Overview

A punctured lung occurs when air collects in the space between the two layers of the tissue lining your lung. This causes pressure on the lungs and prevents them from expanding. The medical term is known as pneumothorax. There are several variations of this issue, all of which are referred to as a punctured or collapsed lung.

Types and causes

A punctured lung can be categorized in different ways depending on its cause:

Traumatic pneumothorax: This happens when there has been a direct trauma to the chest, such as a broken rib or an injury from a stab or gunshot. Some medical procedures deliberately collapse the lung, which would also fall under this category.

Primary spontaneous pneumothorax: This is when the punctured lung occurs without any exact cause. It typically happens when there is a rupture of a small air sac on the outside of the lung. This causes air to leak into the cavity around the lung.

Secondary spontaneous pneumothorax: This happens when a punctured lung is caused by pre-existing lung disease, such as lung cancer, asthma, or chronic obstructive pulmonary disease (COPD).

Symptoms

It’s important to recognize a punctured lung as soon as possible so that you can get early treatment and avoid a life-threatening situation. If you experience any form of trauma to the chest, look for the following symptoms:

  • chest pain that increases after coughing or taking a deep breath
  • shortness of breath
  • abnormal breathing
  • tightness in the chest
  • a rapid heart rate
  • pale or blue skin due to lack of oxygen
  • fatigue

If you have a punctured lung, you may feel soreness in your chest. Usually the collapse occurs on only one side, and that’s where the pain would occur. You’d also have difficulty breathing.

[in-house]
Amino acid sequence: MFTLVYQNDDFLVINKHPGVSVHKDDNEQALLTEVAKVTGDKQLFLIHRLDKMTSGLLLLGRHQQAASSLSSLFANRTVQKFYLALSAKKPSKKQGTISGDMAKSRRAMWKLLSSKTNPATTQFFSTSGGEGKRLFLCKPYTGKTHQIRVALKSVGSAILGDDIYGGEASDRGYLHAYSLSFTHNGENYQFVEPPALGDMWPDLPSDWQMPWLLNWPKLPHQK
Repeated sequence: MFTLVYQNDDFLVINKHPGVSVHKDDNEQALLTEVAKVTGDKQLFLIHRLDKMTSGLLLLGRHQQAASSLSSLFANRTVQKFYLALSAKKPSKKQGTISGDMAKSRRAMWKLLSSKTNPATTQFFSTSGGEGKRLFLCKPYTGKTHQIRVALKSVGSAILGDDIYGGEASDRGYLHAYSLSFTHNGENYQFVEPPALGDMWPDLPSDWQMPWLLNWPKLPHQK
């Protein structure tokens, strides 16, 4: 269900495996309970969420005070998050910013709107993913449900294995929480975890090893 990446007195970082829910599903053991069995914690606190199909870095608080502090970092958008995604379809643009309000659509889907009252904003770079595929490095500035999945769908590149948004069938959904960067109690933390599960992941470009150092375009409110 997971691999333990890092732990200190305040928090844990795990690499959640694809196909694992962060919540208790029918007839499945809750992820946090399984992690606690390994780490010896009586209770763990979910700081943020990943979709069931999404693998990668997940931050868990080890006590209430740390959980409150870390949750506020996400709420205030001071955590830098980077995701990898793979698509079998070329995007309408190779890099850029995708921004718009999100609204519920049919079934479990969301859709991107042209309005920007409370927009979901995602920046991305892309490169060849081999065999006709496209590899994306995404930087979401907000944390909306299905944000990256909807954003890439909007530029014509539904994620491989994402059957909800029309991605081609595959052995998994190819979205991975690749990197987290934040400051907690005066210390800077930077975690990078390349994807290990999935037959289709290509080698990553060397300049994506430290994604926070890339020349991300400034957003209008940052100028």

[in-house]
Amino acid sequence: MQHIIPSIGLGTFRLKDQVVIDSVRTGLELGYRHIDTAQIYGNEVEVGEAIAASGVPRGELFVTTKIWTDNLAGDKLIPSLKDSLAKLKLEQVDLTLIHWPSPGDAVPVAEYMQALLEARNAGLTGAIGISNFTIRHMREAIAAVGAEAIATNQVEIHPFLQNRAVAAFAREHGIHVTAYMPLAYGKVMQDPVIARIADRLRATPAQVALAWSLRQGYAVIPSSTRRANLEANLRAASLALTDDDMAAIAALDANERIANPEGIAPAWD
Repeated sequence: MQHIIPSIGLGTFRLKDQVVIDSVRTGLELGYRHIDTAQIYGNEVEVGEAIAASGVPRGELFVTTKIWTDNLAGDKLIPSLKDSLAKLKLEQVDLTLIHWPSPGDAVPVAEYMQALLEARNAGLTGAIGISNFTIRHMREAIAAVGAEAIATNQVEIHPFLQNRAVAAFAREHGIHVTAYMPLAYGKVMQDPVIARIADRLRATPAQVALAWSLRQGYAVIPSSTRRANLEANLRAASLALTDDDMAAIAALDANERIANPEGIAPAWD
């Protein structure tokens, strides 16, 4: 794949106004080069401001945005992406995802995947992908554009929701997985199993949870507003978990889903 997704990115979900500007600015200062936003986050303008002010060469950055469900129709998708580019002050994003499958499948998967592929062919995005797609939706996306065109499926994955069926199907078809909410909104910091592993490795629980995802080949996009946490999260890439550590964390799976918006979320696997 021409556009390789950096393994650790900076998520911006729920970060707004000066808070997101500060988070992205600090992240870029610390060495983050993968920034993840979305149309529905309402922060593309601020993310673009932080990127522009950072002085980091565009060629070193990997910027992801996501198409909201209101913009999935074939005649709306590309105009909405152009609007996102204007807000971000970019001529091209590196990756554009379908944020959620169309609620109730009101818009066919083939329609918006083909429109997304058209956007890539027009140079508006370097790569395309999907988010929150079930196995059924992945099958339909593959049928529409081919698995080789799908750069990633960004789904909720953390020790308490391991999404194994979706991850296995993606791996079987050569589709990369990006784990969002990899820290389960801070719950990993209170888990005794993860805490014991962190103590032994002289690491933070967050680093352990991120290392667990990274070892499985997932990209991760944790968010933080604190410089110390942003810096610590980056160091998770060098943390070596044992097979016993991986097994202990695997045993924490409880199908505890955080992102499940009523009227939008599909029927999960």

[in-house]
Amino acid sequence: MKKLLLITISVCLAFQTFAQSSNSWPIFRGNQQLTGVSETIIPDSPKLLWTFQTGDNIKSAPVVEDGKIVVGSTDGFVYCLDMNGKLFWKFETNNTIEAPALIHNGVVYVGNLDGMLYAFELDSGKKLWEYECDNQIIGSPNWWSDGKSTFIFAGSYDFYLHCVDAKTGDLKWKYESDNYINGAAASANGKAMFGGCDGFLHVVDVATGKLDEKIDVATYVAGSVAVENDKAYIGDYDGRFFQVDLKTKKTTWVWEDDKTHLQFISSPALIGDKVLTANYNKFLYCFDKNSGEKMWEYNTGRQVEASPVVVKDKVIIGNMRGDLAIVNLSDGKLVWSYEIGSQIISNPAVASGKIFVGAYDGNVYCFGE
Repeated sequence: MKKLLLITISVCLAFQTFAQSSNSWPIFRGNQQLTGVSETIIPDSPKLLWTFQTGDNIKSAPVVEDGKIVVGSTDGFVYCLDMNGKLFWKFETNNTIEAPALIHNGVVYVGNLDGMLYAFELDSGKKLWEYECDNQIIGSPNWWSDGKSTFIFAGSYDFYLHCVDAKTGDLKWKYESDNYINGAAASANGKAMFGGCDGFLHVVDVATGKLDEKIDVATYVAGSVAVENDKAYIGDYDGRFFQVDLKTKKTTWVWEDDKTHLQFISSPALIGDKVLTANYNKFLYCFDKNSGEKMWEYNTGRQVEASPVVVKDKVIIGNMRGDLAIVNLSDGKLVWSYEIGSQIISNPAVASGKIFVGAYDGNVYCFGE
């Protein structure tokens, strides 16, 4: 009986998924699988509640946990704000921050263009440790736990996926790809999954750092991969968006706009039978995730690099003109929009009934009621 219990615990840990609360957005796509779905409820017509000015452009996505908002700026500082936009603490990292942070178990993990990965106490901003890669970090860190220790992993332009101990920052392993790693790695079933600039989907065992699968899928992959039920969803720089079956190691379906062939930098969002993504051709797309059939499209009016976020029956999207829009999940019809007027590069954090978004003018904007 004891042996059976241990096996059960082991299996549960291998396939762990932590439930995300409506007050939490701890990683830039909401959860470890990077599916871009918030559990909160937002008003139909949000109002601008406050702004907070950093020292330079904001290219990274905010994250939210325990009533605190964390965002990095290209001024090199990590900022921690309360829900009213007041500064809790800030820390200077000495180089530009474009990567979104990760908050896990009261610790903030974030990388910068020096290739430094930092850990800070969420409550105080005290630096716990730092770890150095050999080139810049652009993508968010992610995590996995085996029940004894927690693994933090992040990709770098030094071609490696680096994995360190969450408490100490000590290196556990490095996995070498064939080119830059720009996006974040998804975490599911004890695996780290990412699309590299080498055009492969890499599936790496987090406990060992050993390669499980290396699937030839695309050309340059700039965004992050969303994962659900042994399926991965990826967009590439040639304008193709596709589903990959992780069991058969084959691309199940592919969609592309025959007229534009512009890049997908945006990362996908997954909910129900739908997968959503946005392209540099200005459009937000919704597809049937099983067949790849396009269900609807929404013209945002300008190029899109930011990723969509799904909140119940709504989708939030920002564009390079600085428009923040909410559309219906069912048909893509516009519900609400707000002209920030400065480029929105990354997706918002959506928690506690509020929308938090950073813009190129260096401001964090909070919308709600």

Treatment

Treatment for a punctured lung varies depending on the severity of the trauma and the amount of damage to the lung.

It’s possible for a small pneumothorax to heal on its own. In this case, you may only require oxygen and rest to make a full recovery. A doctor may also release additional air around the lung by sucking it out through a needle, which allows the lung to fully expand.

For a large pneumothorax, a chest tube is placed through the ribs into the area surrounding the lungs to help drain the air. The chest tube can be left in place both for air drainage and also to help inflate the lung. In severe cases, the chest tube may need to be left in place for several days before the chest begins to expand.

Surgery may be required for people who experience repeated pneumothorax. A large puncture wound would also require surgery, as the lung tissue would not be able to close immediately and repair itself. The surgeons will likely work to repair the injury by going through tubes placed down the throat into the bronchial airways. Surgeons can also make an incision in the skin. Additionally, surgeons may place a tube to remove excess air, and they may have to suction out any blood cells or other fluids in the pleural space. The approach depends on the injury.

Recovery and aftercare

It will usually take 6 to 8 weeks to fully recover from a punctured lung. However, recovery time will depend on the level on injury and what action was required to treat it.

There are some aftercare guidelines you can follow to help you recover and prevent complications:

  • Take any medications as prescribed by your doctor.
  • Stay active while taking enough rest.
  • Sleep in an elevated position for the first few days.
  • Avoid putting unnecessary pressure on the ribcage.
  • Wear loose-fitting clothing.
  • Avoid smoking.
  • Avoid a sudden change in air pressure.
  • Avoid driving until you’re fully recovered.
  • Watch for signs of a recurrence.
  • Try breathing exercises that your doctor gives you.
  • Attend all of your follow-up appointments.

Complications

The most common complication of a punctured lung is experiencing another one in the future. Other complications include shock. This can happen if there are serious injuries or infection, severe inflammation, or developing fluid in the lung. Tension pneumothorax, which can lead to cardiac arrest, is another possible complication.

Outlook

A punctured lung usually won’t cause any future health complications if it’s treated quickly. However, if the collapse was caused by trauma to your lung, it’s possible for the condition to occur again. You’re also more likely to experience another punctured lung if you smoke.

It’s important to call your doctor immediately if you think you’re having another collapse of the lung. Delaying treatment can lead to complications or a longer recovery period.